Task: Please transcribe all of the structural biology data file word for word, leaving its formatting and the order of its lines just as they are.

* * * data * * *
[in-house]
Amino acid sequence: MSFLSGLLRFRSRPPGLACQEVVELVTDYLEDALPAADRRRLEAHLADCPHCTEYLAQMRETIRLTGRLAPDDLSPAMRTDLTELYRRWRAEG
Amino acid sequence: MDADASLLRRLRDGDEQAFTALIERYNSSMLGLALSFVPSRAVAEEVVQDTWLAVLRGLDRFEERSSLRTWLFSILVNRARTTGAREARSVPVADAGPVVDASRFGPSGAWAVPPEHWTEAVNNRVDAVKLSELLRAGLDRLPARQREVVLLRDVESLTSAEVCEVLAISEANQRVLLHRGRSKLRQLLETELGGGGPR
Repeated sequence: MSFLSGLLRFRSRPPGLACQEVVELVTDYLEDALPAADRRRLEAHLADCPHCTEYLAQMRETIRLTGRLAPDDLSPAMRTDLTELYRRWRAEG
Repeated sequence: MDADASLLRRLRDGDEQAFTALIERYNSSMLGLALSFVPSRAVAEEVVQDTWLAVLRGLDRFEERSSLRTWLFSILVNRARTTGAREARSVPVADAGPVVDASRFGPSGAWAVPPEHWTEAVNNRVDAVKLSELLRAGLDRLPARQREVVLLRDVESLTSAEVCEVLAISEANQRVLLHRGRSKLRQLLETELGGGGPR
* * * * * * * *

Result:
[in-house]
Amino acid sequence: MSFLSGLLRFRSRPPGLACQEVVELVTDYLEDALPAADRRRLEAHLADCPHCTEYLAQMRETIRLTGRLAPDDLSPAMRTDLTELYRRWRAEG
Amino acid sequence: MDADASLLRRLRDGDEQAFTALIERYNSSMLGLALSFVPSRAVAEEVVQDTWLAVLRGLDRFEERSSLRTWLFSILVNRARTTGAREARSVPVADAGPVVDASRFGPSGAWAVPPEHWTEAVNNRVDAVKLSELLRAGLDRLPARQREVVLLRDVESLTSAEVCEVLAISEANQRVLLHRGRSKLRQLLETELGGGGPR
Repeated sequence: MSFLSGLLRFRSRPPGLACQEVVELVTDYLEDALPAADRRRLEAHLADCPHCTEYLAQMRETIRLTGRLAPDDLSPAMRTDLTELYRRWRAEG
Repeated sequence: MDADASLLRRLRDGDEQAFTALIERYNSSMLGLALSFVPSRAVAEEVVQDTWLAVLRGLDRFEERSSLRTWLFSILVNRARTTGAREARSVPVADAGPVVDASRFGPSGAWAVPPEHWTEAVNNRVDAVKLSELLRAGLDRLPARQREVVLLRDVESLTSAEVCEVLAISEANQRVLLHRGRSKLRQLLETELGGGGPR